Updated: May 17, 2021
The Rialto no.95, pp46-064. (The Rialto 95 Completed.)
The title comes from Michael Mackmin's introduction and using it feels a little like being in a room with facing mirrors, as he says the expression was said by an elderly Tai Chi master, explaining a pile of defeated opponents. Mackmin uses the expression to describe his approach to Lockdown, and here am I using it to explain my approach to reading more poetry. The image reflects towards infinity in ever reducing amounts.
Or should I be using a Russian doll analogy? Is someone going to take my use of the phrase to surround a nub of an idea they have, just as my idea was within Michael Mackmin's use and his within the elderly Tai Chi master's? Well given my readership reach, this is possibly the small one in the middle anyway, so let's leave that there.
The Rialto is my favourite poetry magazine (I stress that I say this about all the magazines I subscribe to) because its format is to solely hand over to the poetry. It has no reviews or interviews, no articles or distractions, just 64 pages (excluding the cover, which football programmes do not exclude) of poem after poem.
What I love even more is the amount of space given to each poem. Large A4 pages of beautiful, high quality white paper with a single poem on it. Well there is a little doubling up if the poems are very short, but always there is plenty of SPACE for the poem to express itself. Jim McElroy's poem, 'Coal Hole' for instance has all 36 lines in one place, no turning of pages, so that the ending, 'The night's clock ticks time on the mantle', is able to not only allude to the passing of time, both before and after the poem, but can do this with the emphasis that there is no more to come from the poet, it must all happen in your own mind.
I chose to read this magazine next because I am struggling to find time for poetry reading right now as I aim to give the website a more meaningful appearance. The website (www.bobandpoetry.com) is only 6 weeks old from conception to this moment now after all. I fear I have created my own in-built non-poetry reading distraction, without realising that was what my mind all along! Double that for poetry writing. Nothing has been written since the day the site and the blog began. Hopefully 'it will all come out in the wash', as my patients used to say to me. (I wonder if I ever said anything helpful to them?)
So, The Rialto is the perfect magazine for getting you right back in there. No toes dangling over the edge, one tiny run up and in you plunge. It's my preferred approach to swimming pools; it is my preferred approach to poetry reading. There is only the barest description of the poets in their biographies, but I can see that they all have much more in print than me, and are immensely better qualified to be in print with their poetry, yet I read this magazine feeling this is a level I could aspire to, so in that sense it is very encouraging. Me on a very good day maybe, and that day may still be in the future yet!
My favourite poem today was 'a ruru named Murray, who I've been trying to write about since January', by Paula Harris, which after all I have said is on two pages, but as the pages are facing, nothing is lost. The tale concerns a ruru, which we are told in the poem is a morepork, though I still had to Google this word to find out a morepork is a Tasmanian spotted owl, and in the pictures looks essentially like what you would call 'an owl'. The poem is written over 12 verses, is playful, has a comedic use of idea repetition, and follows the ruru from its discovery abandoned as a baby in a bush to its letting loose by Kirsty's brother and, like the poem 'Cole Hole' I mention above, ends with an ending that alludes to a future time wondering where the ruru is now.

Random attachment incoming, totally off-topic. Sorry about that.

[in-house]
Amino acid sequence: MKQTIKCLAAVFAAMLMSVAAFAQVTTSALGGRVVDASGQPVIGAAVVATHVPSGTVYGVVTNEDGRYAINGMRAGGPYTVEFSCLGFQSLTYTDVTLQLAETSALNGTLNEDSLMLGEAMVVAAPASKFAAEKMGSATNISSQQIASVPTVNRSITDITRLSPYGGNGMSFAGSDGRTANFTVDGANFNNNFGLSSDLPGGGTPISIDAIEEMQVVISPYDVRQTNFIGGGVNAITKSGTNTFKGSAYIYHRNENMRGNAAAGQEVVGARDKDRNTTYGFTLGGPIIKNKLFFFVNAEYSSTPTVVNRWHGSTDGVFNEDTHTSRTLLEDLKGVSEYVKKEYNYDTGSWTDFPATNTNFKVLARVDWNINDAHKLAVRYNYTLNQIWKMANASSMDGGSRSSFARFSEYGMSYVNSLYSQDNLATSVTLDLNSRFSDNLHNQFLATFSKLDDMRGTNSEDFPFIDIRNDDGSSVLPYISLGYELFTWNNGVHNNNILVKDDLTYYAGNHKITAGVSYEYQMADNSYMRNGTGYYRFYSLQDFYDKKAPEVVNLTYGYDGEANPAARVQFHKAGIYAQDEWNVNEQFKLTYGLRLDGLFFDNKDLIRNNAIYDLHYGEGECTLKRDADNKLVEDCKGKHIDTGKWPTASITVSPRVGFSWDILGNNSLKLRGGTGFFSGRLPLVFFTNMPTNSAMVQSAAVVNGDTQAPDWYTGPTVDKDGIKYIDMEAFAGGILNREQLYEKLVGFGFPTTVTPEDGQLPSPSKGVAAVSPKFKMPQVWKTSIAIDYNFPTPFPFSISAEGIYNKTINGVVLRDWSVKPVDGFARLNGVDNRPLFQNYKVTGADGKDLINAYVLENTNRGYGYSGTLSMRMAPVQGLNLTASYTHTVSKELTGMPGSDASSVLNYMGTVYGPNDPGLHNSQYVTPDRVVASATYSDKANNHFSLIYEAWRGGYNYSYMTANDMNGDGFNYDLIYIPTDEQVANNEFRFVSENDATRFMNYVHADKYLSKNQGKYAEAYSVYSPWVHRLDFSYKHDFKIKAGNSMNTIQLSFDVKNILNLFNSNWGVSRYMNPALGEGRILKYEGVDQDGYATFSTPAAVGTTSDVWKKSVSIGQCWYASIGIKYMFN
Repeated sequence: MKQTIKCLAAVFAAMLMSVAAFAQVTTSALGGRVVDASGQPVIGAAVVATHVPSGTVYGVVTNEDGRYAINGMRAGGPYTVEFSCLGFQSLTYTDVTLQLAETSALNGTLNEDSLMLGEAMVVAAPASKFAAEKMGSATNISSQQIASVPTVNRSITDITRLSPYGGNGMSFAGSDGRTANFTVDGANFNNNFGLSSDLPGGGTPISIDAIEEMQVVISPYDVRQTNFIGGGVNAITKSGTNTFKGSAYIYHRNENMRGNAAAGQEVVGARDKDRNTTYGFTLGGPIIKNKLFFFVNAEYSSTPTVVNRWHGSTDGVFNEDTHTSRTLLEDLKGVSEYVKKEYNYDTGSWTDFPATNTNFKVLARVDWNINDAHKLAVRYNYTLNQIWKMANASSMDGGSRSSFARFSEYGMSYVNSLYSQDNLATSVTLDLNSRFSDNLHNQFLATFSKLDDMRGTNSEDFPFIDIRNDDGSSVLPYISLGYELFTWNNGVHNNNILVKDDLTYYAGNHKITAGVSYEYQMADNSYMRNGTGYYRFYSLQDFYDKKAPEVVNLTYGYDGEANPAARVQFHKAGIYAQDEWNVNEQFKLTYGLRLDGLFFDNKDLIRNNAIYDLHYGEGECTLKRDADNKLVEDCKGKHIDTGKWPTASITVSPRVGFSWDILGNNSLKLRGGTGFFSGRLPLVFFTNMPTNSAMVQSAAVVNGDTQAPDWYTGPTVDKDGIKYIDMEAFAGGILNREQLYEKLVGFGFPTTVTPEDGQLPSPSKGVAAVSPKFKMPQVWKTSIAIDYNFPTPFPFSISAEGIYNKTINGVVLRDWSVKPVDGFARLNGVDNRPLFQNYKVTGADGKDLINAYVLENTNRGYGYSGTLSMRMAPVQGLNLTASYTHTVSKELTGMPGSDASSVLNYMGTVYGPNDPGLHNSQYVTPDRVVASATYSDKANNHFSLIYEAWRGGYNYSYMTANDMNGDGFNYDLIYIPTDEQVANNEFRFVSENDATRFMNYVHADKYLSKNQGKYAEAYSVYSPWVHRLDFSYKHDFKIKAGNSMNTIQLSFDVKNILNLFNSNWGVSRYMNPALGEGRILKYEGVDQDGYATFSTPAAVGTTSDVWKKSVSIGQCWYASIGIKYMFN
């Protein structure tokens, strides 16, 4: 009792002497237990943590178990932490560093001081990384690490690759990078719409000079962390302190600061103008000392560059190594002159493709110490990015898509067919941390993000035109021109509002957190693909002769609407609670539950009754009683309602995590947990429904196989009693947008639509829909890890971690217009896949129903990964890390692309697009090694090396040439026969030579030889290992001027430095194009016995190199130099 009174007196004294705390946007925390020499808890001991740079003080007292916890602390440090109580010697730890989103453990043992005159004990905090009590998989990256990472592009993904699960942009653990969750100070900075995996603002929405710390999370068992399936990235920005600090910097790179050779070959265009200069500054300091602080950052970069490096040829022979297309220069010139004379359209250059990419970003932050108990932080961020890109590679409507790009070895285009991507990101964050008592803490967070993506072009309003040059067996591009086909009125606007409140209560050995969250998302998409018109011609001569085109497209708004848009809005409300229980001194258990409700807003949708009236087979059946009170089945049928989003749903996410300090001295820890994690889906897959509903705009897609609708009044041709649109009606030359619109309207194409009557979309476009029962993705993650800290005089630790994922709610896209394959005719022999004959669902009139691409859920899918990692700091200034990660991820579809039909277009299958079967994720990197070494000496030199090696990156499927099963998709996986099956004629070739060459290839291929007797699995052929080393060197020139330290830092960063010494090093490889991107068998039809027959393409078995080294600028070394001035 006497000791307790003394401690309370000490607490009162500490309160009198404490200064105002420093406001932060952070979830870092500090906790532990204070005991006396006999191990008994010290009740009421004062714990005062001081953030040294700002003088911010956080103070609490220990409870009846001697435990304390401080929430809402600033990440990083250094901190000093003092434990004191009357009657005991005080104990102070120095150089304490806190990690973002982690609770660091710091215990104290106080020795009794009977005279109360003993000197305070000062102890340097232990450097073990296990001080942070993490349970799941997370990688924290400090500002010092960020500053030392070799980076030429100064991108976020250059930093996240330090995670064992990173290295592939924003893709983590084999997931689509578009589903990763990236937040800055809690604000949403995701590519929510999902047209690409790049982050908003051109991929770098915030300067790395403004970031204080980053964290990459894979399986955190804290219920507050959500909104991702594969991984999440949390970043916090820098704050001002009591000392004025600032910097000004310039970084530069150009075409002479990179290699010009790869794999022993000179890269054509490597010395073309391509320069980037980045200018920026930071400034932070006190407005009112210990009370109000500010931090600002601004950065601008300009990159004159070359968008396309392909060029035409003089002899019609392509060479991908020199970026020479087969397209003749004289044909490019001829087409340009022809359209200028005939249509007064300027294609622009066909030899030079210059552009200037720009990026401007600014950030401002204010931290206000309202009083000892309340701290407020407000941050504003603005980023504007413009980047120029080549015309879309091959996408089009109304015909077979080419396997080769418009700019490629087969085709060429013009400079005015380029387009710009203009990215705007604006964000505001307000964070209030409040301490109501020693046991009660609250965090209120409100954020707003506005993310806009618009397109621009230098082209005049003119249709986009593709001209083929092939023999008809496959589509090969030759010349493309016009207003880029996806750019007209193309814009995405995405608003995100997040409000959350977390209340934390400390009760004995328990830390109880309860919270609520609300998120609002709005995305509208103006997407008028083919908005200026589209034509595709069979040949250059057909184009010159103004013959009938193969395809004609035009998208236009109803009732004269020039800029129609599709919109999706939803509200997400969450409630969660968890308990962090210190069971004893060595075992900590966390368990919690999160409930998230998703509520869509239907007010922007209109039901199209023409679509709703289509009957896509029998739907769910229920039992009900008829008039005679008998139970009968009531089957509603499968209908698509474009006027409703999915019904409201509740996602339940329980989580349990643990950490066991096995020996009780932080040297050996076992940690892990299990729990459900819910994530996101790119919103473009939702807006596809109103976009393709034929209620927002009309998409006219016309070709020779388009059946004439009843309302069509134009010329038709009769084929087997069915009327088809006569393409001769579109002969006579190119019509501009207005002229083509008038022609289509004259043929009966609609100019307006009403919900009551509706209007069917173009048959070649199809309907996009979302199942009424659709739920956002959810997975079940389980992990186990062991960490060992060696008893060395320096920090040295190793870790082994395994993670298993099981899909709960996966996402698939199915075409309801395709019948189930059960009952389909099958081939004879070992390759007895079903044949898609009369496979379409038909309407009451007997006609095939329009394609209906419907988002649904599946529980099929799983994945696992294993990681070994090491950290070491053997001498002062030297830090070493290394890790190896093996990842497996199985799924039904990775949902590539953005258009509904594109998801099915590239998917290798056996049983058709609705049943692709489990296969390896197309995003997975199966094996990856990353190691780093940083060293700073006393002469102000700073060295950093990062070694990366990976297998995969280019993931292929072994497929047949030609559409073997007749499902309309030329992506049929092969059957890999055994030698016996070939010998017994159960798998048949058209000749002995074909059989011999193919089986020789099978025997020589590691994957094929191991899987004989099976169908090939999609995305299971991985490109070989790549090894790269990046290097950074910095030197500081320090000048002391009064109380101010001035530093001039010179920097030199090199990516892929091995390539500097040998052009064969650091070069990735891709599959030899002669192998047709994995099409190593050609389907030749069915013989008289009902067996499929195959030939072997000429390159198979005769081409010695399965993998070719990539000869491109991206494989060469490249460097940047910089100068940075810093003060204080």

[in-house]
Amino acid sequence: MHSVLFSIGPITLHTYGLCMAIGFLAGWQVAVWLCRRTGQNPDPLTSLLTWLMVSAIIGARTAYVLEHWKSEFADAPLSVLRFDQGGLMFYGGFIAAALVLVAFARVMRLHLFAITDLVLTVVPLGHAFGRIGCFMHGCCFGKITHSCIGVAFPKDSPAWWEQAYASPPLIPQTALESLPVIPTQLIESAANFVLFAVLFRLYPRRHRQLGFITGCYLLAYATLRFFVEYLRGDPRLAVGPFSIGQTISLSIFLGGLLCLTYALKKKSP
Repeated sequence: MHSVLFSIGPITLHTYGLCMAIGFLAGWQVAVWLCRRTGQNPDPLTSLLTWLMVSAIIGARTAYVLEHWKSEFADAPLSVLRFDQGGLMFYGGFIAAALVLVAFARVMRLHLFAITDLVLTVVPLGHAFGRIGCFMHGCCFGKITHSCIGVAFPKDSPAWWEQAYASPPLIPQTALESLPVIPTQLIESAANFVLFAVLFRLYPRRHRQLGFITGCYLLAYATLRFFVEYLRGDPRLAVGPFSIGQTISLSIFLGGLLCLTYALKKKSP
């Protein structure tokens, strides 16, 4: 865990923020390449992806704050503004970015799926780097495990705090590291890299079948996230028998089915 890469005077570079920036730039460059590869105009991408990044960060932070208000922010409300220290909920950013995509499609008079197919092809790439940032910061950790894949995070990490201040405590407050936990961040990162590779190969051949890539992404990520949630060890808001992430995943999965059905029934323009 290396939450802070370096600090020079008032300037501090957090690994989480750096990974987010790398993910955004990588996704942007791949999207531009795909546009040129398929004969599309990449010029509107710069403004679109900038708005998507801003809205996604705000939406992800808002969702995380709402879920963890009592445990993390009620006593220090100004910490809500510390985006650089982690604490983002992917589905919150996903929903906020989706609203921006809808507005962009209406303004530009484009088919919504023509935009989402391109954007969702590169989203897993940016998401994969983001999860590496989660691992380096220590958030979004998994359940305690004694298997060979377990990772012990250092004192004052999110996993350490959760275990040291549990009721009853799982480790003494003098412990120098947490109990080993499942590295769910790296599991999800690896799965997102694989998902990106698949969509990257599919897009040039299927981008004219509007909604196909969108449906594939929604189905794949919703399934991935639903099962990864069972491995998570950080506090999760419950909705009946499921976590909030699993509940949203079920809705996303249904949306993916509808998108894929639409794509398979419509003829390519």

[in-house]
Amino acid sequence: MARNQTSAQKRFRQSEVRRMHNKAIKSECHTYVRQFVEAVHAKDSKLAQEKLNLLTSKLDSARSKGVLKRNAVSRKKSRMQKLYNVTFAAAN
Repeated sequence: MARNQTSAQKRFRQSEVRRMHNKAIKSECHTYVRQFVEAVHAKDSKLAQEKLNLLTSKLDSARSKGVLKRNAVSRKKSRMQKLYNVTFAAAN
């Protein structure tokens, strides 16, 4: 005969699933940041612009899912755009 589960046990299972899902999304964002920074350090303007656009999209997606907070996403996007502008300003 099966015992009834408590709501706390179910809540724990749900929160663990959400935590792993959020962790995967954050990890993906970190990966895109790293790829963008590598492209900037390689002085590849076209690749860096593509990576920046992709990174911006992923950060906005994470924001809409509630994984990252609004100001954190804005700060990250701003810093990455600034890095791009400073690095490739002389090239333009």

Along the way the poem plays with ideas, that orbit around finding the baby bird, naming it (Murray), feeding it, looking after it, discovering more about it, and finally deciding that Murray is an Egyptian god, that needs setting free.
it fascinates me that ruru were named after the sound of their call
but in English we called them morepork and claimed
this was the sound of their call
the sounds ruru and morepork don't sound anything alike
is the bird talking to us in two different languages?"
Just like poetry, I thought.
We humans bring ourselves to a poem and interpret it in our own sound. I read this poem at pretty much face value, of a significant moment in time. It's a story, with a beginning middle and end, and the memory of Murray, who made its own impact in the life of the poem's protagonist (and obviously we always think this is the poet themselves). Now that the bird is gone, the poem tries to hold on to the special place Murray had. Murray lives on for ever within the poem, or at least the memory of Murray does, even if we do not in fact know what ever happened to the bird itself.
Listen I have run out of time. I spent so much time scouring the biographies looking for leads to links I could use on the webpage, that this abrupt end can be a tribute to that time lost to poetry writing itself. Let it be a reminder to me that the poetry must always come first and the blog and website second. This is early days, future strategies must be put in place to protect the original hope, to get better at writing poetry.
If you have any thoughts on this do please write them to me, I am always open to listening to others ideas, and it's no fun writing in isolation.
and kia ora Paula, see:
'I Dope Fiend' cassette. See Thee Objects on Music | Thee Objects (bandcamp.com)